Información de la revista
Vol. 40. Núm. 4.
Páginas 238-245 (mayo 2016)
Descargar PDF
Más opciones de artículo
Vol. 40. Núm. 4.
Páginas 238-245 (mayo 2016)
Acceso a texto completo
Evolution over a 15-year period of the clinical characteristics and outcomes of critically ill patients with severe community-acquired pneumonia
Evolución durante un período de 15 años de las características clínicas y resultados de los pacientes críticamente enfermos con neumonía comunitaria grave
J. Vallésa,b,c,
Autor para correspondencia

Corresponding author.
, E. Diaza, I. Martín-Loechesc,d, N. Bacelara, P. Saludesa, J. Lemaa, M. Gallegoe, D. Fontanalsb,f, A. Artigasa,b,c
a Critical Care Department, Hospital Sabadell, Corporació Sanitària Universitària Parc Taulí, Sabadell, Barcelona, Spain
b Universidad Autonoma de Barcelona, Bellaterra, Barcelona, Spain
c CIBER Enfermedades Respiratorias, Spain
d Critical Care Department, Hospital St. James, Dublin, Ireland
e Respiratory Department, Hospital Sabadell, Corporació Sanitària Universitària Parc Taulí, Sabadell, Barcelona, Spain
f Microbiology Department, Hospital Sabadell, Corporació Sanitària Universitària Parc Taulí, Sabadell, Barcelona, Spain
Este artículo ha recibido
Información del artículo
Texto completo
Descargar PDF
Figuras (2)
Tablas (5)
Table 1. Characteristics of the patients with severe community-acquired pneumonia.
Table 2. Distribution of etiology of severe community-acquired pneumonia over 15 years.
Table 3. Antibiotic treatment over 15 years.
Table 4. Prognostic factors associated with mortality (bivariate analysis).
Table 5. Multivariate analysis for independent factors associated with ICU mortality.
Mostrar másMostrar menos

To study the characteristics and outcomes of patients in the ICU with severe community-acquired pneumonia (SCAP) over a 15-year surveillance period.


We conducted a retrospective cohort study of episodes of SCAP, and assessed the epidemiology, etiology, treatment and outcomes of patients admitted to the ICU, comparing three periods (1999–2003, 2004–2008 and 2009–2013).


A total of 458 patients were diagnosed with SCAP. The overall cumulative incidence was 37.4 episodes/1000 admissions, with a progressive increase over the three periods (P<0.001). Patients fulfilling the two major IDSA/ATS criteria at admission increased from 64.2% in the first period to 82.5% in the last period (P=0.005). Streptococcus pneumoniae was the prevalent pathogen. The incidence of bacteremia was 23.1%, and a progressive significant reduction in overall incidence was observed over the three periods (P=0.02). Globally, 91% of the patients received appropriate empiric antibiotic treatment, increasing from 78.3% in the first period to 97.7% in the last period (P<0.001). Combination antibiotic therapy (betalactam+macrolide or fluoroquinolone) increased significantly from the first period (61%) to the last period (81.3%) (P<0.001). Global ICU mortality was 25.1%, and decreased over the three periods (P=0.001).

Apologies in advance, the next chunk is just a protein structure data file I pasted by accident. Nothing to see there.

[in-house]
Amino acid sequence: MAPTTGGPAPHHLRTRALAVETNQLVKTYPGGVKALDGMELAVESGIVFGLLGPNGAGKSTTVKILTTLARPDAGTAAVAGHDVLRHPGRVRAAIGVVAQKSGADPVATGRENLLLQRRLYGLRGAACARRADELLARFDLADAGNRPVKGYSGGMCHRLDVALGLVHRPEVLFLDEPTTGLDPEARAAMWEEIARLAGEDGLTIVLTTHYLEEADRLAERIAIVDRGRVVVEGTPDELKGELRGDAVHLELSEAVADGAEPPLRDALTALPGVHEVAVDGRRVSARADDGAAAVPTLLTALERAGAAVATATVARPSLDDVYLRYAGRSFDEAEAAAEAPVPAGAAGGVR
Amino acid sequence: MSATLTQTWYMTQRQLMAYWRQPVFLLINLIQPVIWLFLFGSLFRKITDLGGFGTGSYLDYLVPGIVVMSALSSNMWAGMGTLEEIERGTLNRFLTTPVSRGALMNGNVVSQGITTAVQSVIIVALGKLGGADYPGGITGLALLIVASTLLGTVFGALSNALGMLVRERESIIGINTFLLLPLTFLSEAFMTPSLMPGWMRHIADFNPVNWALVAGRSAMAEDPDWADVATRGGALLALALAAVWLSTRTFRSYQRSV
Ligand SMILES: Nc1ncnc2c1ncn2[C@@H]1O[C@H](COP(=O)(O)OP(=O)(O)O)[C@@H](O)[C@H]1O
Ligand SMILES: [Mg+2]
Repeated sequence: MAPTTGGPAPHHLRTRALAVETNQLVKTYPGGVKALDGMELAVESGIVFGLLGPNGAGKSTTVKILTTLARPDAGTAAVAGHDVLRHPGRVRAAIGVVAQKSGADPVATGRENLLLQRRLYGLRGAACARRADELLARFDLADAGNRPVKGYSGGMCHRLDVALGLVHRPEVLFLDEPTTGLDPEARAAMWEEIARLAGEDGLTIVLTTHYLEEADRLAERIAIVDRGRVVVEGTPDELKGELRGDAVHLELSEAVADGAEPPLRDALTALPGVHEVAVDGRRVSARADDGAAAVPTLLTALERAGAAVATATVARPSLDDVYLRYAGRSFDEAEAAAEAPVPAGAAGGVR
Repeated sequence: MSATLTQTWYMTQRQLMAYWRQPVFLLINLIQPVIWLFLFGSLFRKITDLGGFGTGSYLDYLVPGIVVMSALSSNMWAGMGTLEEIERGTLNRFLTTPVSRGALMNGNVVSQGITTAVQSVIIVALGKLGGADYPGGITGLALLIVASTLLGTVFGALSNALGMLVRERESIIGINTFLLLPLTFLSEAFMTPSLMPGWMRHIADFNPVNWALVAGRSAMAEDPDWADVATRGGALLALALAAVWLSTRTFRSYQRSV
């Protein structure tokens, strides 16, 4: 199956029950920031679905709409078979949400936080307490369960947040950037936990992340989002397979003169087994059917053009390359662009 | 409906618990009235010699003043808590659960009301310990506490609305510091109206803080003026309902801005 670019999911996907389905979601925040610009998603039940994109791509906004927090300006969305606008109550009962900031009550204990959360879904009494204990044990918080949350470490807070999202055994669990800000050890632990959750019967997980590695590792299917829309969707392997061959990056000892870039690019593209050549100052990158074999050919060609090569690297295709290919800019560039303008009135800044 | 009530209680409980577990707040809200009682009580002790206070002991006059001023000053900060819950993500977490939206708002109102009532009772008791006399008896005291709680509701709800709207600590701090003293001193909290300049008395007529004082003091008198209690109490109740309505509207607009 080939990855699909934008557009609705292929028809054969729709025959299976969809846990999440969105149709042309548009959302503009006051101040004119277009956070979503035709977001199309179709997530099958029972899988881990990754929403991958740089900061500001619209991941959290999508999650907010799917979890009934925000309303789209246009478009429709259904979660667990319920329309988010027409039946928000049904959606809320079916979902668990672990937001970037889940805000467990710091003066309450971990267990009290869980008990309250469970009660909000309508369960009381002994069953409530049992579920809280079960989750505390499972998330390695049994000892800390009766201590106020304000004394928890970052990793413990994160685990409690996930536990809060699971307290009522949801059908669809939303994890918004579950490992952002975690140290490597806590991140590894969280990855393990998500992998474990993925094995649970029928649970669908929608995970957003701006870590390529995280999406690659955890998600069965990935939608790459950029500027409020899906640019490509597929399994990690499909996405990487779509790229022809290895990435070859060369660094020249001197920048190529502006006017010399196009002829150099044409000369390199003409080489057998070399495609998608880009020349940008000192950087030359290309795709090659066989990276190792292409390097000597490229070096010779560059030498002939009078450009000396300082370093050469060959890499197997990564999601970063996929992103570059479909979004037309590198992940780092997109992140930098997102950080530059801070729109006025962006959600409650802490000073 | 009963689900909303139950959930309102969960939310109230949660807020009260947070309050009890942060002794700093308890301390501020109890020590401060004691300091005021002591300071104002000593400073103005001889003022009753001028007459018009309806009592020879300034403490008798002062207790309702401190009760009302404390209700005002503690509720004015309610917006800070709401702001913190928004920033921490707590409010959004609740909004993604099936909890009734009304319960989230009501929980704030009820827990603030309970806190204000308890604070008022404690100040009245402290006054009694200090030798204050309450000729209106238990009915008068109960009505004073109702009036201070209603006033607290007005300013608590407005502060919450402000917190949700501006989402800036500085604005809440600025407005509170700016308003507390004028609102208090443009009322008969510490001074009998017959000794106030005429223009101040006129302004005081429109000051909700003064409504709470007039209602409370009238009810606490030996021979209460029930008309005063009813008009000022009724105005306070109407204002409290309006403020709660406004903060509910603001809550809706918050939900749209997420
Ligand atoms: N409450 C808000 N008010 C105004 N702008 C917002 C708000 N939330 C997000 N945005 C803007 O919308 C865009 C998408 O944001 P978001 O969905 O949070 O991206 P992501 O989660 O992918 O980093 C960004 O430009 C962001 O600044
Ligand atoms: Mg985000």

Despite a progressively higher incidence and severity of SCAP in our ICU, crude ICU mortality decreased by 18%. The increased use of combined antibiotic therapy and the decreasing rates of bacteremia were associated to improved patient prognosis.

Community-acquired pneumonia
Critically ill patient
Mechanical ventilation

Estudiar las características y el pronóstico de los pacientes con neumonía grave adquirida en la comunidad ingresados en una unidad de cuidados intensivos (UCI) durante un período de 15 años.

Material y métodos

Estudio retrospectivo de una cohorte de pacientes con neumonía grave comunitaria en los que se analizó la evolución en la epidemiología, etiología, tratamiento y pronóstico durante un período de 15 años, comparando 3 períodos (1999-2003, 2004-2008 y 2009-2013).


Un total de 458 pacientes fueron diagnosticados de neumonía. La incidencia media global durante el período estudiado fue de 37,4 episodios/1.000 ingresos, encontrándose un incremento progresivo durante los 3 períodos estudiados (p<0,001). Los pacientes que cumplían con los 2 criterios mayores de neumonía grave de la ATS/IDSA aumentaron de un 64,2% en el primer período a un 82,5% en el último período (p=0,005). Streptococcus pneumoniae fue el microorganismo más frecuente aislado. La incidencia de bacteriemia fue del 23,1%, encontrándose una reducción significativa y progresiva en la incidencia a lo largo de los 3 períodos (p=0,02). El 91% de los pacientes recibió tratamiento antibiótico empírico apropiado, encontrándose un incremento entre el primer y el último período del 78,3% al 97,7% (p<0,001). El tratamiento combinado (betalactámico+macrólido o quinolona) aumentó de un 61% en el primer período a un 81,3% en el último (p<0,001). La mortalidad en la unidad de cuidados intensivos durante todo el período fue del 25,1%, encontrándose una disminución progresiva durante los 3 períodos (p=0,001).


A pesar de un incremento progresivo en la incidencia y gravedad de las neumonías ingresadas en unidad de cuidados intensivos, la mortalidad se redujo en un 18%. El incremento en la utilización de tratamiento combinado y la disminución en la incidencia de bacteriemia se asociaron a una mejoría en el pronóstico.

Palabras clave:
Neumonía comunitaria
Unidad de cuidados intensivos
Paciente crítico
Ventilación mecánica
Texto completo

In the United States, community-acquired pneumonia (CAP) affects >5 million adults and accounts for >1 million hospital admissions each year due to the severity of the disease or decompensation of underlying comorbid disease.1,2 Severe CAP (SCAP) requiring critical care affects 10–22% of these.3,4 Morbidity and mortality in patients remain high, despite advances in critical care management and antimicrobial therapy. Mortality in those admitted in to the intensive care unit (ICU), ranges from 21% to 58%.5–7